I think your sister would also benefit from a breast care nurse that can focus on her & her cancer journey. I personally contacted a McGrath breast care nurse when I was first diagnosed & she was there for me whenever I needed some advice or someone to talk to, either a visit, phone call or email. Your sister really needs to concentrate on her own wellbeing & getting through her treatment with the best mental & physical state as possible. The more support & love she can get from those around her, the better. I am saddened about her children being taken away. Their support & love would make the world of difference to her at the moment. I cant believe her husband would be capable of looking after them. She definitely needs to seek advice about her situation & be able to have her kids back into her life.
    Please send her our love & I hope & pray that she can get the support she deserves but importantly, to look after herself. xx

  • Linda_D
    Linda_D Member Posts: 7
    Thank you everyone for all your input and support, this really means a lot to my sister and myself!

    Zoffiel, the modalities of the current legislation protecting only "the victim" is precisely what he is pinning his hopes on. And yes, of course I'm pretty sure that he knows he won't have to look after the children for too long. He's just hanging on to it for now so that he can get the lion's share of the money and after this is all over he can get the life he wants. He knows far too well that my sister will of course take the children back when it gets too much for him. And yes, he is definitely manipulating them at the moment, take for instance the fact that they were reaching out to her right after he kicked her out, but then the communication suddenly stopped. This is not typical of them. He is policing the situation and preventing any contact between her and the children.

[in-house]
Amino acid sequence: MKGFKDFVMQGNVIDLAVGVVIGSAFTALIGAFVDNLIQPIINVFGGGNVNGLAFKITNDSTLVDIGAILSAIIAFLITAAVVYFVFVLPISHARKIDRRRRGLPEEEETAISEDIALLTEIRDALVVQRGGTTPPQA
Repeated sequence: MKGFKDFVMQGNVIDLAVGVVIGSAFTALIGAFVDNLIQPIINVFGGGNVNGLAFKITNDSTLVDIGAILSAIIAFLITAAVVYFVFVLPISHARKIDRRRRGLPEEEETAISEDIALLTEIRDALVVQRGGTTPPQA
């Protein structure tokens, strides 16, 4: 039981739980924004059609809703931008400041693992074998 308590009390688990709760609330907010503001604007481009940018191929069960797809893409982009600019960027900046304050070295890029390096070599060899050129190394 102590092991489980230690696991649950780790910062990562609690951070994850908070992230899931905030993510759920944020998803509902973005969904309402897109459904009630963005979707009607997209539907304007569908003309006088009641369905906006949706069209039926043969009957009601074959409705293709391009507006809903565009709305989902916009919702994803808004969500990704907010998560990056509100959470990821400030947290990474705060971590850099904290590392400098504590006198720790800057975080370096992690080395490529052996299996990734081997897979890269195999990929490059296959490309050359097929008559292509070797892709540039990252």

Of course there's more to it. He also threatened her elderly parents by saying that he will not allow the children to see them again, not even for their funerals (!). In legal terms, this IS aggression. Would you feel safe leaving your children with someone like that? What values can he teach them?      
  • Zoffiel
    Zoffiel Member Posts: 3,372
    @Linda_D if her parents feel threatened, they could trot off and get a restraining order. They are a relatively cheap way of putting a stamp on someone's character (as your sister will have discovered) and it would not be an unreasonable thing to do if they fear further contact from him.

    If he doesn't like it he'll have to defend himself; explain why he shouldn't be told to stay away from elderly people who are frightened of him. The only possible reason he would give is that he needs to contact them so they can see the kids.... If he accepts the order, it almost an admission their action is valid. These are shitty games, but he is already playing them

    If he is as you describe, the insult to the ego will make him come out swinging. And likely make a complete pratt of himself

    Involving the olds in a tit for tat has it's risks, particularly if someone is truly unstable. It could be a very dangerous thing to do on many levels. I'm a bit of an 'Art of War' fan, so this stuff does present as an option for a dark old soul like me.

    I am in no way suggesting that this is the right course of action for your family. Sometimes its just nice to imagine watching someone trying to run through a field of rakes and getting repeated smacks for their stupidity.
  • FLClover
    FLClover Member Posts: 1,513
    You’re a great sister to her @Linda_D. She’ll get her kids back. She just needs to make sure her health doesn’t suffer in the process. He’s not worth it. She has enough evidence to fight him back. Just take it steady and think things through carefully before taking action. 
    M 🍀🍀🍀♥️
  • Linda_D
    Linda_D Member Posts: 7